Georg Henrik von Wright
(Basil Blackwell, Oxford: 1982)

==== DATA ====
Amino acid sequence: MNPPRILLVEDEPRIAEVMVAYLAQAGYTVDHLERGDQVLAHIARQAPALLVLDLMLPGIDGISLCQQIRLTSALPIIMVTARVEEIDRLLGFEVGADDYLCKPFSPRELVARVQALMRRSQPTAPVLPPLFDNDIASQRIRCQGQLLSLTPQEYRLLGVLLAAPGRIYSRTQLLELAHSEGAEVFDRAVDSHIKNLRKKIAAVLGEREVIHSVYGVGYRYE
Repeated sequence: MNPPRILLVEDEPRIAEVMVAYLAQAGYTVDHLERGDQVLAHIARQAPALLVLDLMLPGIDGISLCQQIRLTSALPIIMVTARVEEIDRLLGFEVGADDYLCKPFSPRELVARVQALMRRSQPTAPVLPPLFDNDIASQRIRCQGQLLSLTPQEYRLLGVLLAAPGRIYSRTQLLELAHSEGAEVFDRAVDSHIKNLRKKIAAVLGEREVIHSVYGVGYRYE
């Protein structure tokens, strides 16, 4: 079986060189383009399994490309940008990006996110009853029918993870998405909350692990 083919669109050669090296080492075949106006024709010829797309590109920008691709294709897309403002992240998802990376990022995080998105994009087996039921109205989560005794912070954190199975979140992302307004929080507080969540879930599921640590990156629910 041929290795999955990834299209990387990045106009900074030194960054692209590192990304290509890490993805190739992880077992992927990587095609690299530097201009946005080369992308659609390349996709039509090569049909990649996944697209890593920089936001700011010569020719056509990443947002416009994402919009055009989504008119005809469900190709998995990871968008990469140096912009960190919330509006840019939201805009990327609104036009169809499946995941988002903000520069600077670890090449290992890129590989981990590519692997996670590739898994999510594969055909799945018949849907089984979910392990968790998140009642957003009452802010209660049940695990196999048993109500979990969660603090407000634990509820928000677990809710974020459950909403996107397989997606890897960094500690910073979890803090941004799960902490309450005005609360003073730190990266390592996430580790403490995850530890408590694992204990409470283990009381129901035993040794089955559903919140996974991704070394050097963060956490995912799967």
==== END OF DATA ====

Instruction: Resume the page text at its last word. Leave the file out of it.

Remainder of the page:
Wittgenstein had done no systematic reading in the classics of philosophy. He could read only what he could wholeheartedly assimilate. We have seen that as a young man he read Schopenhauer. From Spinoza, Hume, and Kant he said that he could only get occasional glimpses of understanding. I do not think that he could have enjoyed Aristotle or Leibniz, two great logicians before him. But it is significant that he did read and enjoy Plato. He must have recognized congenial features, both in Plato's literary and philosophical method and in the temperament behind the thoughts.